The Quest of Life

Innocence. Two white concrete statues covered by dust. Sebastian Voortman

My grandsons’ voices rose to fever pitch, but it wasn’t about the possession of a prized Lego piece. Each loudly defended his position in what appeared to be a battle royal, swiftly moving towards fisticuffs—the youngest yelling: “Christmas is about Jesus, the baby, coming. That’s it, nothing else.” His brother, just as passionately, “No, Christmas is about family. Jesus may have started it, but now it’s about family.”

Refreshing that boys under ten could engage in a lively discussion their elders have been debating in one form or another for centuries. Granted the elders may take this discussion further by disagreeing about WHO the redeemer is, WHAT his true mission might be, WHEN or if he might return, WHERE his preferred altar might be, and WHY 2,000 years or so after this birth we should care.

They touched upon a tender nerve—religion—that has over the centuries resulted in the death or injury of millions of people, forcing them away from their original homeland and against their natural family. Sometimes they argued over the “rightful” possession of land associated with their religion and whether God gave it to one group or another. Certainly it would have been easier and less bloody if God had taken a huge Sharpie and drawn lines on the earth, defining who “owned” what, making sure everyone had water and tillable land. Of course in the desert where much of this started out, there wasn’t much of either. The competitive nature, that God may or may not have instilled in certain humans, and a burning desire for MORE—the greed factor—set off these battles. But maybe God wanted us to figure it out for ourselves, since earth wasn’t expected to be perfect, but life would have its high and low points.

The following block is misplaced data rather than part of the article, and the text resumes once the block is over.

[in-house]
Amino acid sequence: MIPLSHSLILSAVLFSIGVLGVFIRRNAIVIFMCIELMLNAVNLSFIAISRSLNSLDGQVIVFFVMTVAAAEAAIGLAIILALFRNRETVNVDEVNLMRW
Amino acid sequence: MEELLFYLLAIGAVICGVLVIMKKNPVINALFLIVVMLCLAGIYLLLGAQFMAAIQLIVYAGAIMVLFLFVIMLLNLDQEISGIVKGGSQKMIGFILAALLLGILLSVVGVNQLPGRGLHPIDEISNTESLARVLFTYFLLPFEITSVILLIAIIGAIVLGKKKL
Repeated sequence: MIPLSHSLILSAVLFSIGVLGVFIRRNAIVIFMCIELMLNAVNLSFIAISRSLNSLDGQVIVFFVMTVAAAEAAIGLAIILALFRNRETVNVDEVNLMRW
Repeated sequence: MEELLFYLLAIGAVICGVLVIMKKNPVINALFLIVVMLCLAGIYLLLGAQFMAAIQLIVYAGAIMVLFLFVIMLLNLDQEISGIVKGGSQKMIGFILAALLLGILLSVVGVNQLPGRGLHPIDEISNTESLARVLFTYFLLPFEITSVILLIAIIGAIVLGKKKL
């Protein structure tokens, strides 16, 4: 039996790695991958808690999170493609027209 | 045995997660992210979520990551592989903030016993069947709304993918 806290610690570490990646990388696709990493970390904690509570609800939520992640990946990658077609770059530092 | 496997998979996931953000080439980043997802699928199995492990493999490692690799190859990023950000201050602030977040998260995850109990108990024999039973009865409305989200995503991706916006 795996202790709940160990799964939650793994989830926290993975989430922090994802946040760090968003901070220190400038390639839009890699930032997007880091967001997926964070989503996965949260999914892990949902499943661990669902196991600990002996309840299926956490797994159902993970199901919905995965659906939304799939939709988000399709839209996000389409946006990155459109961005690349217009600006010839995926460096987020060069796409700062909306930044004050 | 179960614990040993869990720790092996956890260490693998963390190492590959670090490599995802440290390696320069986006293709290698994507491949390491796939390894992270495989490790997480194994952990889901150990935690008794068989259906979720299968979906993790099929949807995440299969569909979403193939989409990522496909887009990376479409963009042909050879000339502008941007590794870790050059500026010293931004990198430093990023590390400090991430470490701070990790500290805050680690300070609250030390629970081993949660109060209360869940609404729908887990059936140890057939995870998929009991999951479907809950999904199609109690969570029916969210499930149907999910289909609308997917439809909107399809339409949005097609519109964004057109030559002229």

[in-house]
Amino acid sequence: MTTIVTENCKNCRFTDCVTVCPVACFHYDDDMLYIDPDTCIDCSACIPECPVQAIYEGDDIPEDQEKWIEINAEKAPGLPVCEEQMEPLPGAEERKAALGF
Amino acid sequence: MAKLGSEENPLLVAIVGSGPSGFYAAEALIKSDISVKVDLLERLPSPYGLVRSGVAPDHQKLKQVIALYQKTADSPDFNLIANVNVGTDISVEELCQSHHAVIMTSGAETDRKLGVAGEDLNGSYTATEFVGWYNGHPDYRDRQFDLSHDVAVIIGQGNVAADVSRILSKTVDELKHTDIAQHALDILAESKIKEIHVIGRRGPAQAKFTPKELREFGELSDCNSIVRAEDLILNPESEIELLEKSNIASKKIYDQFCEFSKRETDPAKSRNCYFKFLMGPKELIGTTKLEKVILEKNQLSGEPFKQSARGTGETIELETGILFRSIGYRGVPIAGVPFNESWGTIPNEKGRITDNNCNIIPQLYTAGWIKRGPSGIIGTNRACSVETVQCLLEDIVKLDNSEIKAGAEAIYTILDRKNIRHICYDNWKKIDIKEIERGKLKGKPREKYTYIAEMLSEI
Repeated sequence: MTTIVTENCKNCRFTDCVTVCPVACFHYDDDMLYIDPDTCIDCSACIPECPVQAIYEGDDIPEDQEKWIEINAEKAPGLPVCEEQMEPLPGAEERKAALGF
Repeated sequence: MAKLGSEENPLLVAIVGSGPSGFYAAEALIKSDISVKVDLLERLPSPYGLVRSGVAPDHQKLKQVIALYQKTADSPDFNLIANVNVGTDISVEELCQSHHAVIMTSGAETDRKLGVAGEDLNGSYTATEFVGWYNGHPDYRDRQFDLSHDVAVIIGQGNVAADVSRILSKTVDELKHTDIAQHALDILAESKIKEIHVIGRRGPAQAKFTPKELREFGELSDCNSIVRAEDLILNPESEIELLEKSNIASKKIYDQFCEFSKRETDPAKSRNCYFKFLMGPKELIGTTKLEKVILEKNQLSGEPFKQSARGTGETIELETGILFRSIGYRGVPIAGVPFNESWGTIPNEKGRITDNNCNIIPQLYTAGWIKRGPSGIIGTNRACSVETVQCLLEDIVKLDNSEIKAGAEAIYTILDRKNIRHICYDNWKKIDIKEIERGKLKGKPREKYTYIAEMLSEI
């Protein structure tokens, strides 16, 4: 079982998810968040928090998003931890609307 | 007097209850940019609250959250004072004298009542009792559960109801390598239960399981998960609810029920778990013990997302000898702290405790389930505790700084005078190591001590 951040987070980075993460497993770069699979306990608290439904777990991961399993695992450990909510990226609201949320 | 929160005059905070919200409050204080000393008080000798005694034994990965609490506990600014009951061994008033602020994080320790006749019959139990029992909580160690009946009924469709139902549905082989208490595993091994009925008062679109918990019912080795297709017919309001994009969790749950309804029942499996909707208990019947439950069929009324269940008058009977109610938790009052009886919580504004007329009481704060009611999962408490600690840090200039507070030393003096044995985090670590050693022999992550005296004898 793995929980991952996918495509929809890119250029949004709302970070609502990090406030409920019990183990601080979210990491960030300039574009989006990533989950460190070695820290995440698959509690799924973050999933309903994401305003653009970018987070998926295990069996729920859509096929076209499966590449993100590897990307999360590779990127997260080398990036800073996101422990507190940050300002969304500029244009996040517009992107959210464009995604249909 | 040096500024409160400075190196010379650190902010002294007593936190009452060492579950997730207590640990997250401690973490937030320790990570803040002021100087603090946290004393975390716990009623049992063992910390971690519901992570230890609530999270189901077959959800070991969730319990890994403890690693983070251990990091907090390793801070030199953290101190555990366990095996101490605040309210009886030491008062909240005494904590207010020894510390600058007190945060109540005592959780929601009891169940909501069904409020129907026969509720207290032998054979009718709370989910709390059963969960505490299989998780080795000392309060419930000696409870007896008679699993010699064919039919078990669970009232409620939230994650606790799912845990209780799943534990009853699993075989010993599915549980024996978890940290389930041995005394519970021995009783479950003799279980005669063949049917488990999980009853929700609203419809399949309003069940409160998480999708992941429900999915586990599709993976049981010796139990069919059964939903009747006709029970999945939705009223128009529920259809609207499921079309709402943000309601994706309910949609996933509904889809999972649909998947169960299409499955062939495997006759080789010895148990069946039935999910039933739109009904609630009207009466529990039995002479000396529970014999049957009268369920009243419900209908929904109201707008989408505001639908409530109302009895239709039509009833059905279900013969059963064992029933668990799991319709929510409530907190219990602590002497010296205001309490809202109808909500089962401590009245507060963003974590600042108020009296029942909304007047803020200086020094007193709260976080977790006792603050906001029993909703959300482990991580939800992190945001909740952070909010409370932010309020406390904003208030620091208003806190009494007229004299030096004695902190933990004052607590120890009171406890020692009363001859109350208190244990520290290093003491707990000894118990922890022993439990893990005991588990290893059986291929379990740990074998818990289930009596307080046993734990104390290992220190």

Taken to its common denominator, we have family, where hopefully we learn what we need to survive in the outer world. If we’re lucky, we find the love and nurturing there that will gird us like Gladiators to protect us from what the world will throw at us over a lifetime. More times than not we utilize whatever physical, mental, and emotional resources are available and we pull ourselves together, moving forward day by day , not just surviving, but eventually thriving with those we’ve drawn to us.

It’s refreshing that a youngster born in 2014 considers Jesus to be the center of Christmas. And it’s encouraging for a seven-year-old to believe in family as the focal point. I’d like to believe they both have a point, just as I’d like to believe there could be space for every organization or person who fiercely believes in their message but would “do no harm” to those with different or opposing beliefs.

This caveat might be the hardest of all–tolerance and physical protection for those “nonbelievers” who do not follow the tenants of another religion’s beliefs, providing they do no injury to others. And there’s the rub. Should we not make room for those believers who do not want to kill others in the name of their God or lack because they do not belong to the religion of choice? 

Maybe the world has grown too complicated with too many divergent interests. But could each of us reach out a hand to another to learn about them–working to achieve an open-ended discussion, to learn what we do have in common. What would it take to find the tolerance to examine the layers of the onion of each other’s beliefs to come to the bedrock of it?  If we did, could we find something in common?

Would there, could there be, a family tie or the basic elements of community somewhere near the center?

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